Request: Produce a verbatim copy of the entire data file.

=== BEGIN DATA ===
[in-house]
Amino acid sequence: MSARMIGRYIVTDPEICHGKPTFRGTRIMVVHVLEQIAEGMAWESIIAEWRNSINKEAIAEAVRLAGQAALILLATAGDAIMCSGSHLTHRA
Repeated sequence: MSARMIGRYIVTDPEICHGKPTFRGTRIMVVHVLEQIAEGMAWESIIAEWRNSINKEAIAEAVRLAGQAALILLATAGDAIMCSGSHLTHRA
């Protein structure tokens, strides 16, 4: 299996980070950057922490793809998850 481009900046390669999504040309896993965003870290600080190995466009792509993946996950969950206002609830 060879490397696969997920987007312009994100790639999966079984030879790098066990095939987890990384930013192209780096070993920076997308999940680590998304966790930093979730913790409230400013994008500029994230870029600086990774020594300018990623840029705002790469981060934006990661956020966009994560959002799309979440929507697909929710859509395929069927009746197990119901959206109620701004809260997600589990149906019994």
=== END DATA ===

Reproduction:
[in-house]
Amino acid sequence: MSARMIGRYIVTDPEICHGKPTFRGTRIMVVHVLEQIAEGMAWESIIAEWRNSINKEAIAEAVRLAGQAALILLATAGDAIMCSGSHLTHRA
Repeated sequence: MSARMIGRYIVTDPEICHGKPTFRGTRIMVVHVLEQIAEGMAWESIIAEWRNSINKEAIAEAVRLAGQAALILLATAGDAIMCSGSHLTHRA
């Protein structure tokens, strides 16, 4: 299996980070950057922490793809998850 481009900046390669999504040309896993965003870290600080190995466009792509993946996950969950206002609830 060879490397696969997920987007312009994100790639999966079984030879790098066990095939987890990384930013192209780096070993920076997308999940680590998304966790930093979730913790409230400013994008500029994230870029600086990774020594300018990623840029705002790469981060934006990661956020966009994560959002799309979440929507697909929710859509395929069927009746197990119901959206109620701004809260997600589990149906019994």